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MDG Summit: Make-or-break opportunity

Ten years ago world leaders made an historic commitment to eradicate extreme poverty and improve the health and welfare of the world’s poorest people within 15 years.

The Millennium Development Goals (MDGs) have mobilised political and financial efforts around the world to fight poverty in a way that previous international targets have not. Since 1990, 36 million children’s lives have been saved.

This is a success, but there has not been nearly enough progress to date. The world is still massively off track from reaching the target of a two thirds reduction in child mortality (MDG4) and a three quarters reduction in maternal mortality (MDG5) in the next five years.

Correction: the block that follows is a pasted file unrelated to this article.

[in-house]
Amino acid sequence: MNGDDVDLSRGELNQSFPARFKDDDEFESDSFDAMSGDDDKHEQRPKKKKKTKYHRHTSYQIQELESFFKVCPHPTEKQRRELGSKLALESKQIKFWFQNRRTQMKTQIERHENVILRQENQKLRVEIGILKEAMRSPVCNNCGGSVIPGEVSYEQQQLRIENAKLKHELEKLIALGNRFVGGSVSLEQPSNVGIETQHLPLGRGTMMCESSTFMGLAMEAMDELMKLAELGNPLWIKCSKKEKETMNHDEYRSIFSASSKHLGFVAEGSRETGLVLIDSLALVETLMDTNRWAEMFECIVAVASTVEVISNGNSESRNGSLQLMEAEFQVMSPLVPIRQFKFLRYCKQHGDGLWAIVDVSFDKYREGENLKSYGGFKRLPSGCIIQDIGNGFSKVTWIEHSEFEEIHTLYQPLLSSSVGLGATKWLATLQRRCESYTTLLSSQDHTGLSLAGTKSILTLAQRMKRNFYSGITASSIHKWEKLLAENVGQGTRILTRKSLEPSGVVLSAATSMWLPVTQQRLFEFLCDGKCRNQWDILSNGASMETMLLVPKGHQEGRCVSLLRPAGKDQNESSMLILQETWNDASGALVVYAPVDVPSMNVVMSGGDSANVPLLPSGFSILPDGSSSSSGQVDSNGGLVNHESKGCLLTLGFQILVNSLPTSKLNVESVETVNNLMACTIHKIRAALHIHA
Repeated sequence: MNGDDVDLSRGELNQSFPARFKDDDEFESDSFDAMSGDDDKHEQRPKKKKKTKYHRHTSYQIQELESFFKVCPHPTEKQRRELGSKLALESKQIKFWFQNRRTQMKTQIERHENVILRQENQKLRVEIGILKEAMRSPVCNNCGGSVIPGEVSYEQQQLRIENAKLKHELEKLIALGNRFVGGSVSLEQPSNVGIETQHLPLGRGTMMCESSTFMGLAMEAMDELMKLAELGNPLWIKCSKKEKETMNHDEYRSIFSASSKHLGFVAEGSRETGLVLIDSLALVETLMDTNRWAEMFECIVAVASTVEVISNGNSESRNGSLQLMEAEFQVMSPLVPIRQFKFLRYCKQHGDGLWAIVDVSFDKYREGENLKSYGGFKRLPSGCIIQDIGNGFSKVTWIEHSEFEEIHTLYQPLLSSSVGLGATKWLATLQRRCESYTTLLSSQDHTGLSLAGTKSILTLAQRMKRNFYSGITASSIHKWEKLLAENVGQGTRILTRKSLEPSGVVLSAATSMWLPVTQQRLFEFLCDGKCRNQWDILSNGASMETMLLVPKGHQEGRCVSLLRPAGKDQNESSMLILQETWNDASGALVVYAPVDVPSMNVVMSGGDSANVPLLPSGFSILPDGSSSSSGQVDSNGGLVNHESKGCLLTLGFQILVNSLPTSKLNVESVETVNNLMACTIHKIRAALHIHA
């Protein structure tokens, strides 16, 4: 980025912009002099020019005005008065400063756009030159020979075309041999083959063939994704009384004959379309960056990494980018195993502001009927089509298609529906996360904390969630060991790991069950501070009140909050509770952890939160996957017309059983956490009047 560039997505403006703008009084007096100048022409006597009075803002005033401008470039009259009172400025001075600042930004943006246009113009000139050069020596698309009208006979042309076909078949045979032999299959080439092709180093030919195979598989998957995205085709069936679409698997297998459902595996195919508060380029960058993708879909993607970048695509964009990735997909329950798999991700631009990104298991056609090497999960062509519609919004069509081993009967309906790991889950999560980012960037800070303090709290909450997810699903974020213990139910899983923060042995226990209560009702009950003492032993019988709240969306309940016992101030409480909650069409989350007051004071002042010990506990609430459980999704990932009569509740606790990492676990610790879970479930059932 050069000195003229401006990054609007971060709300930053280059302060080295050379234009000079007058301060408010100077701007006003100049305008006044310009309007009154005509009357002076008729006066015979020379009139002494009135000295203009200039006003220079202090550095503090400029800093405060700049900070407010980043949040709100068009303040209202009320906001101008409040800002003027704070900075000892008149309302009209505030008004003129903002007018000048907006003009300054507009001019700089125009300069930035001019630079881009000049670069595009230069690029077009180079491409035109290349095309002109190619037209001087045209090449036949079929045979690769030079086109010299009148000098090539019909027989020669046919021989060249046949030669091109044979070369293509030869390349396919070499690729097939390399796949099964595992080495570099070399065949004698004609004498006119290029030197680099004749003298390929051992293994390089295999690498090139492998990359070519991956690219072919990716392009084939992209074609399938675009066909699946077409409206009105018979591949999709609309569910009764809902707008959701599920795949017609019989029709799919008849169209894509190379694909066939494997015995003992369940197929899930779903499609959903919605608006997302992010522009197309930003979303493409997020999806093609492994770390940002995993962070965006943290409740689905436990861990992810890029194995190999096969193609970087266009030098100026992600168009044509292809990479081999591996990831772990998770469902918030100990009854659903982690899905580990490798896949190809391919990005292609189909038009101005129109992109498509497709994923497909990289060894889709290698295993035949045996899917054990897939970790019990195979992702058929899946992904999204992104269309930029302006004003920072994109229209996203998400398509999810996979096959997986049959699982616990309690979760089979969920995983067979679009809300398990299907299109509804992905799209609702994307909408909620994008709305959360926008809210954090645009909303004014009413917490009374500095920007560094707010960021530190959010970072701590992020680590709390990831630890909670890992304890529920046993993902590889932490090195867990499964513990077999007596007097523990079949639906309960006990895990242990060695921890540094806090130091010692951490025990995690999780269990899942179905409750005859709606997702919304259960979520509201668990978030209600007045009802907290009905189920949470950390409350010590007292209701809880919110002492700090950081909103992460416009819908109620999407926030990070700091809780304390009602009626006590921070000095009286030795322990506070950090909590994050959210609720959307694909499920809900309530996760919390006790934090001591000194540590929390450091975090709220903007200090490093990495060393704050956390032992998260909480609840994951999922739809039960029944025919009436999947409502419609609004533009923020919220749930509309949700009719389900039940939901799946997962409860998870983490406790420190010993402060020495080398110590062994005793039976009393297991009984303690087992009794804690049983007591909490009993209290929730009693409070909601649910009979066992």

What’s more, even in countries where there has been progress, some of the poorest and most vulnerable communities have been left behind.

While the goals have meant that some children have benefitted from better healthcare, nutrition, sanitation and education, other groups — girls, isolated rural populations, slum dwellers, ethnic minorities, and those in conflict zones, have been neglected.

This is both a moral failure, and a threat to future progress. Children are the future and investing in them translates into the long-term gains for development.

As world leaders – including the Deputy Prime Minster Nick Clegg – meet in New York next week to review progress on the goals to date they must prioritise the needs of the poorest.  They have a make-or-break opportunity to accelerate progress and save 15 million children’s lives in the process. They must use it.

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